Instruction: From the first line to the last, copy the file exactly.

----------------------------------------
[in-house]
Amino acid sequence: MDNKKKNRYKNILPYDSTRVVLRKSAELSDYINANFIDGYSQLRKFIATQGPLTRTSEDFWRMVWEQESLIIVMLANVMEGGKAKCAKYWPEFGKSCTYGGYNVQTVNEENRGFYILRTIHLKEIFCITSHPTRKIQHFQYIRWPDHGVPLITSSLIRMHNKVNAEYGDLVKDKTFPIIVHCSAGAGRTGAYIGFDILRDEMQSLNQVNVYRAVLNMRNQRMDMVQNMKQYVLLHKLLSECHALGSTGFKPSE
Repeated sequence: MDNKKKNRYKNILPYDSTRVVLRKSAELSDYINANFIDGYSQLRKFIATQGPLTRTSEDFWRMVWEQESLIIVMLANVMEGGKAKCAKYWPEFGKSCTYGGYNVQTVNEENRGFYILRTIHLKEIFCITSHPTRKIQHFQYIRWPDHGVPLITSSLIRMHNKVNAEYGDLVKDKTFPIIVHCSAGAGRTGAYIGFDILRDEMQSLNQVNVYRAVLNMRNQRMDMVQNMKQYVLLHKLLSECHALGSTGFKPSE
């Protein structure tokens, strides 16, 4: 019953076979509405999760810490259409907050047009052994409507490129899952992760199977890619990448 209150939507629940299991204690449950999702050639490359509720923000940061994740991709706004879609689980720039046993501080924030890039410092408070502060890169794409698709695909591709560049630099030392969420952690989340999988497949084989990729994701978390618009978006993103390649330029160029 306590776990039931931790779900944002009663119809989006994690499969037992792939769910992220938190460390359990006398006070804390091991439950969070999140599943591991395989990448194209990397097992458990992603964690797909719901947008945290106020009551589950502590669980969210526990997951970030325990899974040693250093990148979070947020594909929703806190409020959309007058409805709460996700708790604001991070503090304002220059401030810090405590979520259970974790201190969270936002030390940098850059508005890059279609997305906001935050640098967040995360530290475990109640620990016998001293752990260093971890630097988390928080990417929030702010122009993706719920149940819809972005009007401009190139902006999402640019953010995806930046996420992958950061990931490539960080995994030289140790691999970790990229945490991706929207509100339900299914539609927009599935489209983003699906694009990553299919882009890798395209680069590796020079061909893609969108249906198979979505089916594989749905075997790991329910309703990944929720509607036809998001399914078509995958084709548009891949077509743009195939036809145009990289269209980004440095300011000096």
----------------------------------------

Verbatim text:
[in-house]
Amino acid sequence: MDNKKKNRYKNILPYDSTRVVLRKSAELSDYINANFIDGYSQLRKFIATQGPLTRTSEDFWRMVWEQESLIIVMLANVMEGGKAKCAKYWPEFGKSCTYGGYNVQTVNEENRGFYILRTIHLKEIFCITSHPTRKIQHFQYIRWPDHGVPLITSSLIRMHNKVNAEYGDLVKDKTFPIIVHCSAGAGRTGAYIGFDILRDEMQSLNQVNVYRAVLNMRNQRMDMVQNMKQYVLLHKLLSECHALGSTGFKPSE
Repeated sequence: MDNKKKNRYKNILPYDSTRVVLRKSAELSDYINANFIDGYSQLRKFIATQGPLTRTSEDFWRMVWEQESLIIVMLANVMEGGKAKCAKYWPEFGKSCTYGGYNVQTVNEENRGFYILRTIHLKEIFCITSHPTRKIQHFQYIRWPDHGVPLITSSLIRMHNKVNAEYGDLVKDKTFPIIVHCSAGAGRTGAYIGFDILRDEMQSLNQVNVYRAVLNMRNQRMDMVQNMKQYVLLHKLLSECHALGSTGFKPSE
């Protein structure tokens, strides 16, 4: 019953076979509405999760810490259409907050047009052994409507490129899952992760199977890619990448 209150939507629940299991204690449950999702050639490359509720923000940061994740991709706004879609689980720039046993501080924030890039410092408070502060890169794409698709695909591709560049630099030392969420952690989340999988497949084989990729994701978390618009978006993103390649330029160029 306590776990039931931790779900944002009663119809989006994690499969037992792939769910992220938190460390359990006398006070804390091991439950969070999140599943591991395989990448194209990397097992458990992603964690797909719901947008945290106020009551589950502590669980969210526990997951970030325990899974040693250093990148979070947020594909929703806190409020959309007058409805709460996700708790604001991070503090304002220059401030810090405590979520259970974790201190969270936002030390940098850059508005890059279609997305906001935050640098967040995360530290475990109640620990016998001293752990260093971890630097988390928080990417929030702010122009993706719920149940819809972005009007401009190139902006999402640019953010995806930046996420992958950061990931490539960080995994030289140790691999970790990229945490991706929207509100339900299914539609927009599935489209983003699906694009990553299919882009890798395209680069590796020079061909893609969108249906198979979505089916594989749905075997790991329910309703990944929720509607036809998001399914078509995958084709548009891949077509743009195939036809145009990289269209980004440095300011000096």